In planning an outdoor waterfall, you must consider two things: the pool into which the water falls and the waterfall’s cascading form. You’ll utilize a pump in the pond to keep water recirculating from the pond to your waterfall’s top, where it will plunge back down to the pond.

Waterfalls can be found in a variety of forms and sizes, and provide an ideal focal point. When considering your design alternatives, the most important factor to consider is how to make the waterfall tall enough.

If you don’t already have a GFCI (ground fault circuit interrupter) outlet near the location of your pond and waterfall, install one before digging for an outdoor waterfall. To ensure that your excavation for an outdoor waterfall and pond does not damage any underground utility lines, call the Dig Safe phone number.

Building Your Waterfall

Dig the Pond 

Remove the dirt from around your liner’s intended location. To make shoveling easier, flip the pond liner over on the ground, upside-down, where you want it to be and draw a circle around it.

Using a carpenter’s level, make sure the depth and diameter of your waterfall pond’s hole are comparable to those for your preformed liner. Place the preformed liner in the hole for the waterfall pond. Check to see if it’s flat by laying a carpenter’s level on top of it (front to back, as well as left to right).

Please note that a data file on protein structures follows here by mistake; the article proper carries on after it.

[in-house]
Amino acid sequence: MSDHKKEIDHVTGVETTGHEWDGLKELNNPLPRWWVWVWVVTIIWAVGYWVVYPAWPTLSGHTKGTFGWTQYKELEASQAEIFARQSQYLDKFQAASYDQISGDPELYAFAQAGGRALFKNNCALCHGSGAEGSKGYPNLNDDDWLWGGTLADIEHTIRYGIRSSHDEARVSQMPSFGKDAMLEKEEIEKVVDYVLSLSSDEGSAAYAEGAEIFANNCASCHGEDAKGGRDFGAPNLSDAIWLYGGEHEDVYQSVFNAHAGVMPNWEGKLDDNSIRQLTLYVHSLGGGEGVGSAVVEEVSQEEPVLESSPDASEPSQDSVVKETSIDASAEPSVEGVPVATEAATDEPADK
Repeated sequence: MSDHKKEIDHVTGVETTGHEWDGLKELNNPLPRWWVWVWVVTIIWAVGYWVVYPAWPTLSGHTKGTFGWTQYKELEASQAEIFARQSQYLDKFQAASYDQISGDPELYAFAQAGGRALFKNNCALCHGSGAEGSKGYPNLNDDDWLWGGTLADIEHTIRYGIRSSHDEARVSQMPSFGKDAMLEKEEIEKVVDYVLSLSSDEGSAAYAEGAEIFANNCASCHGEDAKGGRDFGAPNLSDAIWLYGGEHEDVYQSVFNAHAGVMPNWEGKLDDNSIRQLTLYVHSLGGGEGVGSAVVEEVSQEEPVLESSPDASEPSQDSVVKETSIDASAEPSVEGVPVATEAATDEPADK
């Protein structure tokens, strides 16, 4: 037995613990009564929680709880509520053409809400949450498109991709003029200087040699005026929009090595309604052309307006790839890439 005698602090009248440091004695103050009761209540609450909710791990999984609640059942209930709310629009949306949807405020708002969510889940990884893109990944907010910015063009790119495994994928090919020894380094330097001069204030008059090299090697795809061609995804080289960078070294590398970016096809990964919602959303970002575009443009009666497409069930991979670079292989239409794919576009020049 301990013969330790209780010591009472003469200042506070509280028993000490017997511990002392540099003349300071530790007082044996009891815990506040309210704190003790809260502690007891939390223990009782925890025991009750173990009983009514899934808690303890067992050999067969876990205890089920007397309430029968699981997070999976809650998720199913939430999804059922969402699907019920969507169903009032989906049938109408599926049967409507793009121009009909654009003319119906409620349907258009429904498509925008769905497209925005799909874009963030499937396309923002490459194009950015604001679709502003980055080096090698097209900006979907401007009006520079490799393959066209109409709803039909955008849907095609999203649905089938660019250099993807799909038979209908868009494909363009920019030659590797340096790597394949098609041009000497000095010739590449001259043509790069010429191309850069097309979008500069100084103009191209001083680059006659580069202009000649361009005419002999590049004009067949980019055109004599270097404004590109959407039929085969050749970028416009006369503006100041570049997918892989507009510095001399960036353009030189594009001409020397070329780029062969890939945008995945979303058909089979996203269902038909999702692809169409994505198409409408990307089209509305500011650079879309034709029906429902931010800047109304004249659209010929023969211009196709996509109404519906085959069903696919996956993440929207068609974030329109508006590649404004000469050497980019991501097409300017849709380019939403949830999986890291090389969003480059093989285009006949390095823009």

Build the Waterfall 

When the pond is finished, one of your two structures will be done. Now it’s time to shift your attention to a more fascinating structure: the waterfall design. And that necessitates looking at the pebbles you’ll be using again.

The most crucial rocks are the spillway rocks, which are the ones directly above where the water will flow. The spillway rocks should be as smooth as possible. They also need to have sharp, square edges. Water will run more smoothly over such edges.

After laying your first course of rocks in the front, cover them with a sheet of black plastic that is 4 feet long and 3 feet wide. The plastic serves the same purpose: namely, to catch more water than the rocks alone could and funnel it into the pond.

Lay the Rocks and Work With the Tubing 

Thread your tubing through the rocks. It’s standard practice to stagger the seams when constructing rock walls. Of course, because these will be very tiny rock walls, this is not a structural issue. Still, if only for the sake of appearance, try to stagger them.

After the first row of rocks in the front, lay a long flat rock across them all. Because this rock’s purpose is to create an overhang, it’s a key component in your cascade design. You’ll use it as a shelf to set your first spillway stone so that the spillway stone extends further beyond the pond.

Place one or more capstones over the end of the tubing and bend it downward toward the pond. The waterfall’s spout, in other words, will find refuge here. As you size up the end of the tubing that will become the spout on the surface of the second spillway rock, you may now better determine its location. Again, pull to lengthen or shorten your tube as needed.

Fill the Pond 

You’ve finished preparing the pond for its water. Test the pump’s flow and check for any leaks using the cord from the pump. You’ll need to make several adjustments before you get it right. The goal is to have the waterfall as close to the middle of the pond as feasible, allowing you on both ends of your natural rock waterfall and minimizing water loss from splashing.

Our garden services at Legarden Designs handles every element of the process – from the initial design consultation through the project’s completion. We also provide seasonal reviews and yearly walkthroughs. Contact us today!